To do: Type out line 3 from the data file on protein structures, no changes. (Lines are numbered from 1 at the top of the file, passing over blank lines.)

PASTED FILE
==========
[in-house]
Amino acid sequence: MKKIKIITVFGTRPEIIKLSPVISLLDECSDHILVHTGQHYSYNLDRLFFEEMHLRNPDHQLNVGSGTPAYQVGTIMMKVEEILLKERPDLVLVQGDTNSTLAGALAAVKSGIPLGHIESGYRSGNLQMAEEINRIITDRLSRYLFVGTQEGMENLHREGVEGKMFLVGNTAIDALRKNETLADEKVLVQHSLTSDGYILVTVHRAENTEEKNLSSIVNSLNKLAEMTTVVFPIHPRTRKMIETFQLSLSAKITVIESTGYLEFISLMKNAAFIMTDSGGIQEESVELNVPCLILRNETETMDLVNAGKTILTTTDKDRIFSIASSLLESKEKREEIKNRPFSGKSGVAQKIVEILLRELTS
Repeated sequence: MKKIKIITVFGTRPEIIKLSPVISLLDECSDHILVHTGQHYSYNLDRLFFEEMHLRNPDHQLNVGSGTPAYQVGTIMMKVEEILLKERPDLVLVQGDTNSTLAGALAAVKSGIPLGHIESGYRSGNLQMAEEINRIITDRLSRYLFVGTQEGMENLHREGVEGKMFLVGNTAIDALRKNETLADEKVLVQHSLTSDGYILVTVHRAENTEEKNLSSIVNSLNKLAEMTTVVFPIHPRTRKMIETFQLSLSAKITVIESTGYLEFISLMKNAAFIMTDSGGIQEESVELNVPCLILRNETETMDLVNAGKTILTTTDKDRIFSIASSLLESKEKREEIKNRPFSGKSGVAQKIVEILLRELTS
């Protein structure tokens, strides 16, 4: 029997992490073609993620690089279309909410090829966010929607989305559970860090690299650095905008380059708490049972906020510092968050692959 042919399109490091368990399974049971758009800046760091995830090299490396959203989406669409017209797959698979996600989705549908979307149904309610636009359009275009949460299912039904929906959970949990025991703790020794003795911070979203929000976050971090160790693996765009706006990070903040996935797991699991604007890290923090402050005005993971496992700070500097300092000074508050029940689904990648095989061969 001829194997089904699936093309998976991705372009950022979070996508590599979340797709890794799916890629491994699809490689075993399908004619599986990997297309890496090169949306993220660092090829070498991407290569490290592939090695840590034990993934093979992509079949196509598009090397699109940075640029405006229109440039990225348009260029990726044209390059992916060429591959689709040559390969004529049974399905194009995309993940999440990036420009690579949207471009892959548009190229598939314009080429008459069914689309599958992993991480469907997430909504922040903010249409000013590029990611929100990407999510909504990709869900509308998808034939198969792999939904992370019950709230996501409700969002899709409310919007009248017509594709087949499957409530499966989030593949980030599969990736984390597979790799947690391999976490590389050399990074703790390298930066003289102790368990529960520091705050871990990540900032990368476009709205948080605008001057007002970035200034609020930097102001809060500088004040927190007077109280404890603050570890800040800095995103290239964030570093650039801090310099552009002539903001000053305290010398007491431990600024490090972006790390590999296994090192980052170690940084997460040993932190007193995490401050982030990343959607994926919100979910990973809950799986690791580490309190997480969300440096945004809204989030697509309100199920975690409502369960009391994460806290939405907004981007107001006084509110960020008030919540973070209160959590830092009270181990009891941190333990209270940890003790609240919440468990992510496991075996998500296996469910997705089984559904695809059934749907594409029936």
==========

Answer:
Repeated sequence: MKKIKIITVFGTRPEIIKLSPVISLLDECSDHILVHTGQHYSYNLDRLFFEEMHLRNPDHQLNVGSGTPAYQVGTIMMKVEEILLKERPDLVLVQGDTNSTLAGALAAVKSGIPLGHIESGYRSGNLQMAEEINRIITDRLSRYLFVGTQEGMENLHREGVEGKMFLVGNTAIDALRKNETLADEKVLVQHSLTSDGYILVTVHRAENTEEKNLSSIVNSLNKLAEMTTVVFPIHPRTRKMIETFQLSLSAKITVIESTGYLEFISLMKNAAFIMTDSGGIQEESVELNVPCLILRNETETMDLVNAGKTILTTTDKDRIFSIASSLLESKEKREEIKNRPFSGKSGVAQKIVEILLRELTS